Accolades shared with Beach Watchers
December 14, 2010 · Updated 1:08 PM
To all my friends, neighbors and especially my fellow Beach Watcher volunteers on Whidbey and Camano Island who voting for me in the 2010 KIRO/Cox Conserves Heroes awards program that concluded last week with me being announced as the winner of this year’s program, I’d like to extend my wholehearted thank you. Cox Conserves Heroes is an awards program created by Cox Enterprises (the owner of KIRO 7 TV in our area) and The Trust for Public Land that honors people who work to create, preserve, improve or enhance the shared outdoor places in our communities. The program takes place in multiple Cox locations across the nation.
I was flabbergasted to be nominated and even more so to actually be the winner among the four other finalists. This award really belongs to all of the Beach Watcher volunteers who give thousands of hours each year to our projects. The work I have focused on, intertidal and eelgrass monitoring and marine education, would not be possible without the people who have worked beside me from year to year and day by day during our busy summer monitoring season.
I would like to take this opportunity to recognize some of those individuals and groups who are an inspiration to me, people whom I have worked most closely with during my 20 years with Beach Watchers, people who are more deserving of this award than I am.
The Beach Watcher coordinators who have led us over the years: Sarah Schmidt, Dot Irvine and Kristen Cooley, but especially Susan Berta, our first coordinator. Susan set the tone for Beach Watchers being a family. She was our mother hen who took a very personal interest in each new class member and guided her new charges in finding exciting environmental projects to immerse us in. She now oversees the Orca Network.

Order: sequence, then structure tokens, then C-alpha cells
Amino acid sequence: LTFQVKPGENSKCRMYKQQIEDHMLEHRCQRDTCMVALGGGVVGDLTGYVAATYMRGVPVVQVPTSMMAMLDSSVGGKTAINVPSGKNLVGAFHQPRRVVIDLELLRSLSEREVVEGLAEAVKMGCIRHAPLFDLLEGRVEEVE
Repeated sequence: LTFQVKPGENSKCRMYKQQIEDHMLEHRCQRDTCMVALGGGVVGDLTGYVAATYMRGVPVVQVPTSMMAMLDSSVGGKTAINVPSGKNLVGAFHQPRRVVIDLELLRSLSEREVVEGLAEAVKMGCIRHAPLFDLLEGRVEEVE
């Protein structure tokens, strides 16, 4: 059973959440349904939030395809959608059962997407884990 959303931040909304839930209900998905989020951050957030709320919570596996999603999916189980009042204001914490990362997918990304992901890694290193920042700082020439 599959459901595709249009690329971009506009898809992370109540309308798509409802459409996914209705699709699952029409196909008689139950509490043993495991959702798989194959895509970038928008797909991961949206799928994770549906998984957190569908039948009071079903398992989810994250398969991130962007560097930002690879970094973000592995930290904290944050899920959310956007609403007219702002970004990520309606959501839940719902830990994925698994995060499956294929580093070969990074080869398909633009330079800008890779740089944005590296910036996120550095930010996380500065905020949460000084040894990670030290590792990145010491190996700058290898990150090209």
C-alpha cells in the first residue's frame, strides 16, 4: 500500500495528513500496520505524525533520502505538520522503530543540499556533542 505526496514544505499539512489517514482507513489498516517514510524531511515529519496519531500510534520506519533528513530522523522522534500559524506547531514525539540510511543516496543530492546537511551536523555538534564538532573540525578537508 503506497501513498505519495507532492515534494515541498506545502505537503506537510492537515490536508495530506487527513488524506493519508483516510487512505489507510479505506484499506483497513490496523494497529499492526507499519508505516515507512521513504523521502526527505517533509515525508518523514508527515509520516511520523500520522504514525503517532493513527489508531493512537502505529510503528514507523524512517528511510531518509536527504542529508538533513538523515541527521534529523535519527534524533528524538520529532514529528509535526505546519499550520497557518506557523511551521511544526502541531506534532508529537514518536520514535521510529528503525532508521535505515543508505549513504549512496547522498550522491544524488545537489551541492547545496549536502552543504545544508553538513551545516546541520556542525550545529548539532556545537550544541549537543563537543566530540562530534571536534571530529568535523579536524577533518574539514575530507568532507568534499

Don Meehan, WSU extension agent, made his Beach Watchers idea a reality. Don would check on the (BW) herd’s status, then ride off seeking new provisions and new trails. Along the way he would negotiate with friendly and not so friendly natives to make sure the herd progressed smoothly toward its destination. He doubled back often to check on the herd and rein in any strays before setting off again. Lots of saddle sores!
Susan King was part of the group that developed our monitoring program. Susan and I became the first monitoring team instructors and coordinators in the early 90s. Susan’s science background, her strong work ethic and personal integrity saw us through the completion of our monitoring protocol, our manual and our training regime. Nothing got by Susan and her red pen and her endless (necessary) comments in teeny tiny writing! She spent many summers on the beach with volunteers before retiring. She graciously corrected my spelling.
Our Beach Watchers on Camano Island. They are an incredible, fun, crazy, hard working band of other-islanders. Monitoring over there is never just a data collection exercise; it?s always a social gathering and a party
My special group of lady Beach Watcher friends (you know who you are). These are women who look after each other literally from mid-life to grave! They are especially good at celebrations, and wine is always involved.
Boat skipper Ken Urstad, and computer, data analysis, and technical wizards Gregg Ridder and Neal Clark. Our new exciting eelgrass video mapping and monitoring project would not be possible without them. My brain aches in their presence.
My good friend and playmate on the beach Mary Jo Adams who is from Iowa! I have spent more time down on all fours poking around in the sand and muck, jabbering an incoherent language with Mary Jo than I did my first four years of life. Our critter photographing adventures and many summers on the beach helping monitoring teams has resulted in Periwinkle Press Intertidal ID Guides. We became a non-profit, and every year we have been able to increase the amount of money we give to organizations from the sale of our guides. I am very proud of us for taking our passion for marine life that far. Mary Jo is rock solid, always calm in a crisis and always thinking of others. She also corrects my spelling.
Finally my husband Steve of 31 years whose first reaction is always “you’re going to do what now? You’re kidding?” Then he hunkers down and helps me with whatever needs to be done for the new project. He keeps me laughing with his practical jokes and he’s a good cook.
Ten thousand heart-felt thank-yous to all the people in Beach Watchers I am privileged to work with. Twenty years ago the organization changed the direction of my life, and you are the organization.